Jail, comm center delays blamed on errors, COVID-19

by Anita Miller
Delays in Hays County’s jail renovation and communications center are being blamed on COVID-19 and designer errors.
The expansion and renovation of Hays County Jail and construction of a co-located emergency communications center was approved by voters in 2016.
The coronavirus, which could not have been expected, has resulted in a “domino effect” involving manpower, manufacturing and delivery across a variety of trades and systems, county commissioners learned recently.
Those delays have now pushed the expected completion date of some components of the public safety bond to early 2021.
However, the nearly $3 million change order the court was asked to approve resulted from a human error — namely, the absence within the jail design of a required system for the evacuation of smoke.
Cody Newsom and Brenda Jenkins of ECM International briefed the commissioners court on the status of the jail expansion/renovation on Uhland Drive and the emergency center on South Stagecoach Road, both in San Marcos.
The expected completion date has been pushed back on the majority of the components of the projects, with the final completion of the jail renovation not expected until February 2021. The earliest estimated completion date is July 25 for the training building.
Newsom said the problem with the smoke evacuation system was that equipment necessary for it to function was left out of the original design. Though it required using contingency funds, she said what is needed is being acquired, but is subject to the same delays in manufacturing and delivery because of COVID-19 as other elements of the public safety bond.
Newsom said the smoke evacuation system, which is required by the Texas Commission on Jail Standards (TCJS), was initially “questioned” in October 2019 and recognized as a big problem by March 10. “Since then there’s been collaboration between all parties on how to correct this and move forward in the least disruptive manner.”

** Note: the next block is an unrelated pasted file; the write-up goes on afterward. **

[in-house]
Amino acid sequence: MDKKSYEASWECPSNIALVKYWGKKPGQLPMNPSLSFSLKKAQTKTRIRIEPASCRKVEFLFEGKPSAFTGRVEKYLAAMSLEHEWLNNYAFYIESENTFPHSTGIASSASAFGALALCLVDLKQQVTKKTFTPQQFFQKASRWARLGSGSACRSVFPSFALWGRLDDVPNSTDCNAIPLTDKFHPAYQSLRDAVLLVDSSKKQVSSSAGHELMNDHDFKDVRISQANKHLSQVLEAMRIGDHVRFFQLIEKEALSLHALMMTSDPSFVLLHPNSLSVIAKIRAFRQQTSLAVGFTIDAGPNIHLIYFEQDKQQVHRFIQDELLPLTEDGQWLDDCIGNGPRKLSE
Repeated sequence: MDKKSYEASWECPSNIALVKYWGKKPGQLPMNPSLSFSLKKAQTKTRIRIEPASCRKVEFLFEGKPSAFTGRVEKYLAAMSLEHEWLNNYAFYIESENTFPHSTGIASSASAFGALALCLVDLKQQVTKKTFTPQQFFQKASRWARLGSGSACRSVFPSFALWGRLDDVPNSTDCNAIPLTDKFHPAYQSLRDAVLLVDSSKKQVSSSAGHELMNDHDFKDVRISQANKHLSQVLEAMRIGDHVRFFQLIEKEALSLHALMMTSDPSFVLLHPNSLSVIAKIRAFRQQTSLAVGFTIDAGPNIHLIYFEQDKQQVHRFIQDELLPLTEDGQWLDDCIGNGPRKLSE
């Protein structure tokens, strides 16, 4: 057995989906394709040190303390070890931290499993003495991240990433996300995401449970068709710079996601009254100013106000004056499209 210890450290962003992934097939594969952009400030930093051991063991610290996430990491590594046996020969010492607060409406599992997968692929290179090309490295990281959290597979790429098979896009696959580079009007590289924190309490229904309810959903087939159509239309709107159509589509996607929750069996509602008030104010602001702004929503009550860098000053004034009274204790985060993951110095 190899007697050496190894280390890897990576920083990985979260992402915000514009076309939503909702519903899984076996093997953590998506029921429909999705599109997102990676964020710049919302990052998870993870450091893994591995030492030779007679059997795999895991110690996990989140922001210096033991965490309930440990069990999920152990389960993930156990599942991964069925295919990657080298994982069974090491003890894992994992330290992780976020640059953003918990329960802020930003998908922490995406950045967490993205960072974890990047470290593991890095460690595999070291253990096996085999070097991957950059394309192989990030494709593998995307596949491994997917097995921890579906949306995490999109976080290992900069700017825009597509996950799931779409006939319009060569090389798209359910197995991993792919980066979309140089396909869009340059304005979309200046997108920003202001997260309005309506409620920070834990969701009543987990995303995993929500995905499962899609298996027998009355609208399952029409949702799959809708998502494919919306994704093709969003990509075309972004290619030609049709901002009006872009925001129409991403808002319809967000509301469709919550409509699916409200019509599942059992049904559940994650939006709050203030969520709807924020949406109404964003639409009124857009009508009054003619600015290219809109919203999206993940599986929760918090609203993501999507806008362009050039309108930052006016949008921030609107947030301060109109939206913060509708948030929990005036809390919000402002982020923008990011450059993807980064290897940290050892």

In addition to the missing equipment, a component that sends an alert when smoke is detected  “doesn’t meet the original intent” and may require an upgrade.
Pct. 1 Commissioners Debbie Gonzales Ingalsbe noted that the $2,853,997 is a “very large number” for a change order. However, the court seemed to agree to put problems on the back burner to be addressed once the buildings are occupied.
It’s possible, Ingalsbe and General Counsel Mark Kennedy said, some of the change order could be recouped. In particular, Kennedy noted that contractors and subcontractors are required to carry different forms of risk insurance.
“Having that discussion” about recouping money “while we wait on design and construction and implementation would be impractical,” Kennedy said.
Concerning the error, he said it is the “designer’s duty” to explain what happened. County Judge Ruben Becerra asked if the designer was in the courtroom and the answer was no. Moreover, Newsom said, no members of the design team still work for the company that took on the project.
Commissioners seemed in general agreement that the project should move forward, even though there may be additional change orders before everything is complete. “It’s too early to say yes or no,” Newsom said when Pct. 4 Commissioner Walt Smith asked if the change order would be the last.
“We are still evaluating. There are still a lot of unknowns … we don’t know what we’re going to find, but we really needed to really focus on finishing the project,” Newsom said.”
Ingalsbe called the situation unfortunate. “But I agree we need to move forward and get back as close to the original timeline as we can. We will pursue other actions as needed.”

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